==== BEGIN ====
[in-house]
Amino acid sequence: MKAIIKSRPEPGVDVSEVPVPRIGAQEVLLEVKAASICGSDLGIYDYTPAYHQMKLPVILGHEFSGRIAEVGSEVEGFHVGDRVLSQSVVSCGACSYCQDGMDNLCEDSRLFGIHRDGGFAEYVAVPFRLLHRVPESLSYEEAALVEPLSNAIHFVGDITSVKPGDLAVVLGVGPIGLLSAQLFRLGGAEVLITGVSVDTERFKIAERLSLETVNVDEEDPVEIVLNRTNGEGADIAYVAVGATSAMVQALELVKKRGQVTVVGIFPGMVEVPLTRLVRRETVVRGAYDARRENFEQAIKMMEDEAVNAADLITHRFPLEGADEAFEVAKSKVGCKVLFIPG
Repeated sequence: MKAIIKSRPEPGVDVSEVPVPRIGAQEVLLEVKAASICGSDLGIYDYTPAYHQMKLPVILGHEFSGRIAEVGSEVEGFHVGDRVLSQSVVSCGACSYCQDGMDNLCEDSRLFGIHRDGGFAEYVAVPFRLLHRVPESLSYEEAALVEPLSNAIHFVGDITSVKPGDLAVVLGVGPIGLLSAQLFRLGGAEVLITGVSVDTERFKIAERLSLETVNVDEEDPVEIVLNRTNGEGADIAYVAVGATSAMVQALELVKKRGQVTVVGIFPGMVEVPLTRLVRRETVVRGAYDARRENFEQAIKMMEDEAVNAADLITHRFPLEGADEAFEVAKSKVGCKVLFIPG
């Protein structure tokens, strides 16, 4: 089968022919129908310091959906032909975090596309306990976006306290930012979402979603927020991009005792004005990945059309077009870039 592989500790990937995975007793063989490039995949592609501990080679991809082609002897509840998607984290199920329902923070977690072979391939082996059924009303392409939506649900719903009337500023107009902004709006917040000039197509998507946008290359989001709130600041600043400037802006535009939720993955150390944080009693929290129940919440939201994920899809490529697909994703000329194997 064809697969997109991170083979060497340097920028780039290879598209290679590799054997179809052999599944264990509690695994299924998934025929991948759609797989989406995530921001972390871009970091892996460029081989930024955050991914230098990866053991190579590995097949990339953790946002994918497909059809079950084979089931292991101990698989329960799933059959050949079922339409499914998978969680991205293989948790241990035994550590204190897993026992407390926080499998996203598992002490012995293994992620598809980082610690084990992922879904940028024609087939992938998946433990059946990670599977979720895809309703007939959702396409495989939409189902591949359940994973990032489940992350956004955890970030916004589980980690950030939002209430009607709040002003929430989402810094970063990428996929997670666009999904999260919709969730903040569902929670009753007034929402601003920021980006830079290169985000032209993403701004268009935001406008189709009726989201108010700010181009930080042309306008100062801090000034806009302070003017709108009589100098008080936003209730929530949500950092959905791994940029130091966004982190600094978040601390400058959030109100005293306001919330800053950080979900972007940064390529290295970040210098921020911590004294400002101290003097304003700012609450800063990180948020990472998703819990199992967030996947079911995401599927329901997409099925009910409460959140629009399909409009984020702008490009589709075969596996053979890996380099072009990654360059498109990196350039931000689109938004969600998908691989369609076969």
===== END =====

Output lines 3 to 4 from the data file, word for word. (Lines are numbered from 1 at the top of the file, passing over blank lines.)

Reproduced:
Repeated sequence: MKAIIKSRPEPGVDVSEVPVPRIGAQEVLLEVKAASICGSDLGIYDYTPAYHQMKLPVILGHEFSGRIAEVGSEVEGFHVGDRVLSQSVVSCGACSYCQDGMDNLCEDSRLFGIHRDGGFAEYVAVPFRLLHRVPESLSYEEAALVEPLSNAIHFVGDITSVKPGDLAVVLGVGPIGLLSAQLFRLGGAEVLITGVSVDTERFKIAERLSLETVNVDEEDPVEIVLNRTNGEGADIAYVAVGATSAMVQALELVKKRGQVTVVGIFPGMVEVPLTRLVRRETVVRGAYDARRENFEQAIKMMEDEAVNAADLITHRFPLEGADEAFEVAKSKVGCKVLFIPG
């Protein structure tokens, strides 16, 4: 089968022919129908310091959906032909975090596309306990976006306290930012979402979603927020991009005792004005990945059309077009870039 592989500790990937995975007793063989490039995949592609501990080679991809082609002897509840998607984290199920329902923070977690072979391939082996059924009303392409939506649900719903009337500023107009902004709006917040000039197509998507946008290359989001709130600041600043400037802006535009939720993955150390944080009693929290129940919440939201994920899809490529697909994703000329194997 064809697969997109991170083979060497340097920028780039290879598209290679590799054997179809052999599944264990509690695994299924998934025929991948759609797989989406995530921001972390871009970091892996460029081989930024955050991914230098990866053991190579590995097949990339953790946002994918497909059809079950084979089931292991101990698989329960799933059959050949079922339409499914998978969680991205293989948790241990035994550590204190897993026992407390926080499998996203598992002490012995293994992620598809980082610690084990992922879904940028024609087939992938998946433990059946990670599977979720895809309703007939959702396409495989939409189902591949359940994973990032489940992350956004955890970030916004589980980690950030939002209430009607709040002003929430989402810094970063990428996929997670666009999904999260919709969730903040569902929670009753007034929402601003920021980006830079290169985000032209993403701004268009935001406008189709009726989201108010700010181009930080042309306008100062801090000034806009302070003017709108009589100098008080936003209730929530949500950092959905791994940029130091966004982190600094978040601390400058959030109100005293306001919330800053950080979900972007940064390529290295970040210098921020911590004294400002101290003097304003700012609450800063990180948020990472998703819990199992967030996947079911995401599927329901997409099925009910409460959140629009399909409009984020702008490009589709075969596996053979890996380099072009990654360059498109990196350039931000689109938004969600998908691989369609076969």